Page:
With every new election cycle, Ukrainians freeze in hope and despondency. Each time, we face an inner conflict between the desire for fair and systemic change and the fear and distrust acquired from experience. We’ve been trying to break out of this vicious cycle for twenty-seven years, and each time we try, the enthusiasm subsides within a year or two and we return to dreadful despair. Hardworking ants sometimes behave this way. It’s called a spiral of death. Sometimes an entire colony almost drops dead from pointless activity and only a few miraculously break free and survive.
There are a number of reasons why the country doesn’t work the way Ukrainians want it to, but the complex picture of our troubles should be simplified to make it as clear as possible. Most would agree that our fundamental institutions aren’t functioning properly. They make a lot of noise, but remain dysfunctional. In the country’s parliamentary-presidential republic, the president rules over the government, but the parliament does not perform its functions. Not only do members of parliament work ineffectively, they simply don’t show up. This month is a good example: nearly 13 percent of MPs have missed 90 percent of the votes held so far. They get away with it since there’s no accountability. In the end, all of them—the president, prime minister, parliamentarians, oligarchs, and lobbyists—shamelessly manipulate since it’s the only salvation in a system with no rules.
Democracy isn’t working. People started talking about the flawed rules in the initial years after Ukraine adopted a Constitution. After the Orange Revolution, it became clear that the rules are completely useless. As the years went on, the Orange heroes did nothing to correct mistakes. The Revolution of Dignity was a cry of despair. Unfortunately, the same actors we have known for decades have done nothing to fix the broken system. Now we face a new choice, but we’re being dragged back into the death spiral.
The truth is harsh: if Ukraine’s political elite disappeared tomorrow, the country’s future would be far better off. Ukrainians want new faces, but we do not build pathways for new faces to emerge. We desperately need to change the political rules to ensure long-term sustainability and a material decrease of political corruption by speeding up leadership rotation and establishing a fair competition and solid ground for political parties to grow. To do that we need simple ideas which can be easily understood and supported by millions.
There are dozens of versions of what should be done, but only a “five-step model” where each step is interlinked might be capable of changing the political climate within a decade.
First, revoke parliamentary immunity. Politicians have promised and failed to do this for fifteen years. Revoking immunity will strike a serious blow to the established traditions of political corruption that are the elite’s flesh and blood. If we fail to do so in the near future, corrupt politicians and their puppets will continue to win elections.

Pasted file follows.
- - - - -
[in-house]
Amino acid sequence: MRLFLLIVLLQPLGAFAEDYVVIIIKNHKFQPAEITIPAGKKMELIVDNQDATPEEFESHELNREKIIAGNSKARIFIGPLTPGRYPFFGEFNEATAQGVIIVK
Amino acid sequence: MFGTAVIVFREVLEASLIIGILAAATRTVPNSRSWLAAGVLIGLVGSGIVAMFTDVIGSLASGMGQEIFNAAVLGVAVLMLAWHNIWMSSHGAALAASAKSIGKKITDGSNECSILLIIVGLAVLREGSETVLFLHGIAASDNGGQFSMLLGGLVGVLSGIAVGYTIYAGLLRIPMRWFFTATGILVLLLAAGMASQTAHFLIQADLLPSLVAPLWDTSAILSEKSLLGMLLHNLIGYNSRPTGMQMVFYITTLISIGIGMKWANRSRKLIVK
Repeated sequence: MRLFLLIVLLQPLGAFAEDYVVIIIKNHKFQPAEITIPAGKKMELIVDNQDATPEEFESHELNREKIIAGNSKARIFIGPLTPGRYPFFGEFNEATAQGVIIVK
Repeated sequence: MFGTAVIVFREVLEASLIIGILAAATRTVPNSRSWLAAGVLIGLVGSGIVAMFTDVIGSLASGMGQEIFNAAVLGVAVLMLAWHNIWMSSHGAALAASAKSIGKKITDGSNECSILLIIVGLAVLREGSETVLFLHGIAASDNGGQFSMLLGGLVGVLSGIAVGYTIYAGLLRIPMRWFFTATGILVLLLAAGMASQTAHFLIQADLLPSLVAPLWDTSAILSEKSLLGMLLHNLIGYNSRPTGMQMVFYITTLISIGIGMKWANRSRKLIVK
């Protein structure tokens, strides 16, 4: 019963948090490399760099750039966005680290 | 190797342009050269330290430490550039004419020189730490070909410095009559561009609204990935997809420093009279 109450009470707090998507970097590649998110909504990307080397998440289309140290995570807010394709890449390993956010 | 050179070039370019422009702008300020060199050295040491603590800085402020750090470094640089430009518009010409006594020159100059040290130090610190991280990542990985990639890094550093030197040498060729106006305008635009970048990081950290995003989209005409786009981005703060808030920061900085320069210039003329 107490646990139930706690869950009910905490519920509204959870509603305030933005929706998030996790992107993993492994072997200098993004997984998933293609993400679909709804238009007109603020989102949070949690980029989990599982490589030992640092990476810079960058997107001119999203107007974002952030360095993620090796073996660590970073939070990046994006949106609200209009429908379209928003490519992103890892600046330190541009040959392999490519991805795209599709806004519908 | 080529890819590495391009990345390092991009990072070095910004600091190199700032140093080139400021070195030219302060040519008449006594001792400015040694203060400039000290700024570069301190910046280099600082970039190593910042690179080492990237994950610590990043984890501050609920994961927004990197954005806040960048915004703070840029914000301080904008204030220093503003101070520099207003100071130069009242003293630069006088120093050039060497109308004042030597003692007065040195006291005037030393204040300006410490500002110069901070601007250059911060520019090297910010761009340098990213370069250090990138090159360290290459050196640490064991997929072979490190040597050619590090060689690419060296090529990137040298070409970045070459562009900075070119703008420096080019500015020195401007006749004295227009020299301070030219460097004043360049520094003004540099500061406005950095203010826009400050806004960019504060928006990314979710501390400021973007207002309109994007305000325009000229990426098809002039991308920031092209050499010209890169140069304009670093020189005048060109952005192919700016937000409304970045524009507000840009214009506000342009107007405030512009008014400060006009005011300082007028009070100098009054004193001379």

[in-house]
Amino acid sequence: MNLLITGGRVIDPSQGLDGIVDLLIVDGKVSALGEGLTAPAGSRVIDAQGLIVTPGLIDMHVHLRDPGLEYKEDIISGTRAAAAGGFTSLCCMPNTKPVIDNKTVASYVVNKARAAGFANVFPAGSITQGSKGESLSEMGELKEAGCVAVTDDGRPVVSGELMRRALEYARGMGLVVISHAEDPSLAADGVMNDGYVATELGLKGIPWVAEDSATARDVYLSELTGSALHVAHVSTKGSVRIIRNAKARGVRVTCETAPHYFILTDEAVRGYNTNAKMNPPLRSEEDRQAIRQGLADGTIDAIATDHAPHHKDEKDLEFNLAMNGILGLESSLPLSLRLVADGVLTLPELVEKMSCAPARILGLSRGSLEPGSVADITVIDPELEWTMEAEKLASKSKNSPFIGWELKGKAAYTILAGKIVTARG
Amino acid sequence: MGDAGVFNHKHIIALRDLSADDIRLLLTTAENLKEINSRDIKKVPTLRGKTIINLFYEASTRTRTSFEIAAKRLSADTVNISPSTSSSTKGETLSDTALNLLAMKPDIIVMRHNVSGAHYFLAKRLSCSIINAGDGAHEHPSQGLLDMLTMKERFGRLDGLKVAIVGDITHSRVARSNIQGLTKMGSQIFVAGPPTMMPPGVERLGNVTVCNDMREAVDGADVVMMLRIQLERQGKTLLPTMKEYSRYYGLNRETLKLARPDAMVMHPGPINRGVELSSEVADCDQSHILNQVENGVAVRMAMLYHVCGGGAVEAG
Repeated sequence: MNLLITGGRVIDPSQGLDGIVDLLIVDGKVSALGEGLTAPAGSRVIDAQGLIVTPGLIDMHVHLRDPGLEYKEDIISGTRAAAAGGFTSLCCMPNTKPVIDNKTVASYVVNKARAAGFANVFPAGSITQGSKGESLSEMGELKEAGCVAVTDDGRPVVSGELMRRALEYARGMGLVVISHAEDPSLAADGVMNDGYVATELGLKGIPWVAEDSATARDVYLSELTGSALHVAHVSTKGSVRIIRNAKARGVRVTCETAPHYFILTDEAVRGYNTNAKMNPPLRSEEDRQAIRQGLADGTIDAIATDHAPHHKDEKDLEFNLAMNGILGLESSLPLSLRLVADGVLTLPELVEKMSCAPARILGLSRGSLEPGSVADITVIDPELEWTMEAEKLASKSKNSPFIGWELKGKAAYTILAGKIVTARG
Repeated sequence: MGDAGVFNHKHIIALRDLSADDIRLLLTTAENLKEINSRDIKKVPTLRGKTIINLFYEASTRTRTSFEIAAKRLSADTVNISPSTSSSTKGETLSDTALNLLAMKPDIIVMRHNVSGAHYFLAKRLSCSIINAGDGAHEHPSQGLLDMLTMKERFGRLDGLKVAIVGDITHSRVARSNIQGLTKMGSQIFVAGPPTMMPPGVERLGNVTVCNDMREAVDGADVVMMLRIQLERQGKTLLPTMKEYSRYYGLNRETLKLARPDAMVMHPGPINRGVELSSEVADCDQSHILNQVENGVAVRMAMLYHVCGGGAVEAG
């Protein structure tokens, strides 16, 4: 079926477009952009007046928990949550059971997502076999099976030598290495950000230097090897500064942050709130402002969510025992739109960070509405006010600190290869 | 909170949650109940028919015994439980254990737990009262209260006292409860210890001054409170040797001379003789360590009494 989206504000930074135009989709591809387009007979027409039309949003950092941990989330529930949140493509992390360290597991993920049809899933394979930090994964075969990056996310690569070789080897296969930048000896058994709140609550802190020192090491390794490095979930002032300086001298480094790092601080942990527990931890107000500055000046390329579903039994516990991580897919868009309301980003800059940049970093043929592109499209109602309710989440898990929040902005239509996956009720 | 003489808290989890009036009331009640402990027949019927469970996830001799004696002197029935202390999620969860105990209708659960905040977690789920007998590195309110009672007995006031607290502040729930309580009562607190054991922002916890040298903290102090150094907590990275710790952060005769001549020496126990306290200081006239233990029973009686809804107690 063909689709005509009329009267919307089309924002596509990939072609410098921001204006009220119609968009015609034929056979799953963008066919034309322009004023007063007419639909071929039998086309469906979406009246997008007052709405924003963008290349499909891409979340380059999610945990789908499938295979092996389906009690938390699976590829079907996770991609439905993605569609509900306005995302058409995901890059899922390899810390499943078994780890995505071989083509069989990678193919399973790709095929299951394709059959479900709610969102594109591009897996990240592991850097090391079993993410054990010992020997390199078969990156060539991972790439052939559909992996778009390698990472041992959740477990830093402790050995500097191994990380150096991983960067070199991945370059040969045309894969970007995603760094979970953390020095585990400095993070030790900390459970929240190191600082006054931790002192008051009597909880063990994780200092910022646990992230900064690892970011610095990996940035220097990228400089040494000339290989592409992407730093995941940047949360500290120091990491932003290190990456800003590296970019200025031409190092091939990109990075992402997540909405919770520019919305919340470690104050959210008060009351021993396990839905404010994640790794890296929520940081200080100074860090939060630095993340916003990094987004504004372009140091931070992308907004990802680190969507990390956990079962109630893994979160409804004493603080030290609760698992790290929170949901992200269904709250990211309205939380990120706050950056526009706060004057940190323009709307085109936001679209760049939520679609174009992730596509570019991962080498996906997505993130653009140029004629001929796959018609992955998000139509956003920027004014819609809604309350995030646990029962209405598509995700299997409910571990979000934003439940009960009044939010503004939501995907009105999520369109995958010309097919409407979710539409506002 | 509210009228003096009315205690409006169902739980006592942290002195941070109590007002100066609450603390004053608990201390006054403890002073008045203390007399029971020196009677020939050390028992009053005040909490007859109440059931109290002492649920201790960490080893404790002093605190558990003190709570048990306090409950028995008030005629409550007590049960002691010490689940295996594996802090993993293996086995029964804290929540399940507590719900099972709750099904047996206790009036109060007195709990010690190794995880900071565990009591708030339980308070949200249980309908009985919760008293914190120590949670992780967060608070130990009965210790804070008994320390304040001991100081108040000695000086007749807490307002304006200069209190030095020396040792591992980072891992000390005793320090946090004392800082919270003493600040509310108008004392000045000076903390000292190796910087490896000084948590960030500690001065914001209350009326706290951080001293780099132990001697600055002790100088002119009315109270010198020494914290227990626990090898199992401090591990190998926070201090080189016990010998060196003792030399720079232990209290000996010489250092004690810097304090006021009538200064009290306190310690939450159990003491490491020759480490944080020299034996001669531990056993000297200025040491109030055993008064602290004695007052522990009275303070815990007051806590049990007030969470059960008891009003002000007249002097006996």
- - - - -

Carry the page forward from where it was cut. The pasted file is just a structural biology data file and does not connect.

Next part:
Second, rewrite campaign rules. A complete revision of the rules during elections, as well as in the off season, should be an integral part of political reform. Campaigns should revolve around ideas, leaders, and strategies, rather than who has the biggest war chest. Campaign season should be limited to two months. Early campaigning should be prohibited. If we fail to implement this soon, puppets, buffoons, and cheap clowns on the payroll of oligarchs will continue to win elections.
Third, Ukraine’s democratic model is a combination of inherited Soviet parliamentarism and best European practices. We urgently need to shorten the terms of office for the parliament and president. Parliamentarians serve five years, and this is too long in a fast-changing environment without stable institutions. Three years is a perfect term of office in the Verkhovna Rada, and would reinvigorate the work of political parties and foster direct dialogue with the people. The same should apply to the president. If we fail to do so, the same faces that nearly drove the country to ruin will win again and again.
Fourth, we need to create conditions for political parties to develop and grow by limiting the number of consecutive terms a member may serve in parliament. In the United States, it’s called term limits. Even the most respectable officials shouldn’t wear out the seat of their trousers or skirts in parliament. Similar to the restricted presidential term, two consecutive terms of office in the parliament can significantly revitalize political parties and force leaders to groom party youth for work at the highest level. If we fail to do so soon, the same faces will dominate again and again.
Fifth, change the election law to introduce an open party list system, which is probably the most obvious and necessary change. If the 2019 elections proceed under the current and utterly rotten 50-50 system, we’ll at best be crawling in the right direction for five more years. At worst, we may lose another five years. Our best and brightest will vote with their feet and stay in Poland, the Czech Republic, New York, and Silicon Valley, our institutions will further degrade, and we certainly won’t defeat the enemy in the east.
There are many ways to make Ukraine succeed, but fundamental changes are not easy and not happening fast enough. Ukraine can change its political culture. After all, Ukrainians deserve a chance to break out of the death spiral that persistently haunts us.
Andrii Osadchuk is a member of the Kyiv city council and an attorney. This fall, he spent three weeks in Washington, DC, as a James Denton Transatlantic Fellow, a program sponsored by the Center for European Policy Analysis.
Editor’s note: The article was translated from Ukrainian into English by Vera Zimmerman.